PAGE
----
It’s tempting to be weary of artificial intelligence (AI) discussions right now. As it’s one of the dominant topics whenever anyone talks about the future of health care, we’re possibly at the saturation point where people get a little fed up hearing about the utopia—or, depending on the speaker, doomsday—it will bring. I propose a more modest view: AI’s effect will be unobtrusive, imperfect and kind of annoying. Think C-3PO, not HAL-9000.

People sometimes assume AI is going to happen in a radical and practice-changing way all at once—boom, one day the computers will do all the work and doctors will just be clerks. Fact is, you’ve been using AI for years without quite realizing it. If you have an OCT, the normative databases in those devices are an early form of AI. And the reliability indices on automated perimeters have been giving eye doctors a helping hand for far longer than that. 

Expect AI integration to continue along established and familiar vectors like those. The next wave of AI will enter your office by way of a perfunctory software download, not a battering ram to the door. Topcon just bought a small company that specializes in using AI for diagnostic purposes, most notably diabetic retinopathy screening, and will be adding those capabilities to its imaging product lines at some point.

AI’s future is inevitably going to linked with that of telemedicine, too. As computers get better at scanning large datasets for anomalies they can then apply prospectively to patient screenings, the need for face-to-face real-time interaction between doctor and patient decreases. While some doctors may find this troublesome, others see it as liberating. It “can create an environment that improves outcomes and provides more care for more individuals—the right place, the right care, the right time,” said Anthony Cavallerano, OD, in his talk on telemedicine during the plenary session of the recent American Academy of Optometry annual meeting. But again, this will happen incrementally, not overnight.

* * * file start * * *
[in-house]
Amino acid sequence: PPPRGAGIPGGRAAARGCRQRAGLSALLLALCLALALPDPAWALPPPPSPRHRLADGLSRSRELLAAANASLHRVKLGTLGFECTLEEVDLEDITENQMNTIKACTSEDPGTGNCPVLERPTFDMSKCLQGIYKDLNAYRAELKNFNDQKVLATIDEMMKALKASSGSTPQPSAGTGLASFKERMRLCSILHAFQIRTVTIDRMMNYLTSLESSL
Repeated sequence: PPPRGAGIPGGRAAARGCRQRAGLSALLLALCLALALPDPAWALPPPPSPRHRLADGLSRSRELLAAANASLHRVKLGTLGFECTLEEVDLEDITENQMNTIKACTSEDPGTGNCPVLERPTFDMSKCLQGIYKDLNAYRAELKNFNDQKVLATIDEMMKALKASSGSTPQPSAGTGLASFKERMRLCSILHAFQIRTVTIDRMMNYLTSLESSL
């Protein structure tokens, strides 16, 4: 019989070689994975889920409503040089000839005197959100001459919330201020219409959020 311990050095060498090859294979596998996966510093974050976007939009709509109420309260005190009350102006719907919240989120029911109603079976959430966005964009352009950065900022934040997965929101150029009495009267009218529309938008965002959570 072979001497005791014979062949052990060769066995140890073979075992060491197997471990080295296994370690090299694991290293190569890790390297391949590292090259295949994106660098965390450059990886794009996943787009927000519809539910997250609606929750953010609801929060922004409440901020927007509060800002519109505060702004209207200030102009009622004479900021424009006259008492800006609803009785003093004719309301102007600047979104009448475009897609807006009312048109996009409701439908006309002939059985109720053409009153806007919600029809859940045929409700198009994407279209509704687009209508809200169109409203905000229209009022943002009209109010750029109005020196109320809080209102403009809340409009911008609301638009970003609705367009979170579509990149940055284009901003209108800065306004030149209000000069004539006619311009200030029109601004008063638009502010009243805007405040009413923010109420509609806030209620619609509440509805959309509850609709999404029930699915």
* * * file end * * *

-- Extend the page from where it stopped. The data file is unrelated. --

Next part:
A previous speaker at the plenary, Ezekiel Emanuel, MD, PhD, noted that health care is decentralizing away from hospitals and doctors’ offices and out into the communities, including chains like CVS and Walmart. This ‘retail medicine’ has been alarming to some, but Dr. Emanuel said it helps people with chronic diseases work their healthcare needs into their everyday lives. With a telemedicine link back to a qualified doctor, this ‘bring the mountain to Mohammed’ approach stands to be a net positive.

Dr. Cavallerano noted that one the biggest proponents of television in its earliest days was RCA. Maybe that’s not surprising, until you learn that the acronym stands for Radio Corporation of America. The company in control of the dominant medium of communication was eager to move to the next big thing, and ushered it in. The message: don’t fear the future, help invent it yourself.

Because all intelligence—human and otherwise—is fallible, doctors’ expertise will always remain the linchpin. AI will help you be a better doctor, not an unemployed one.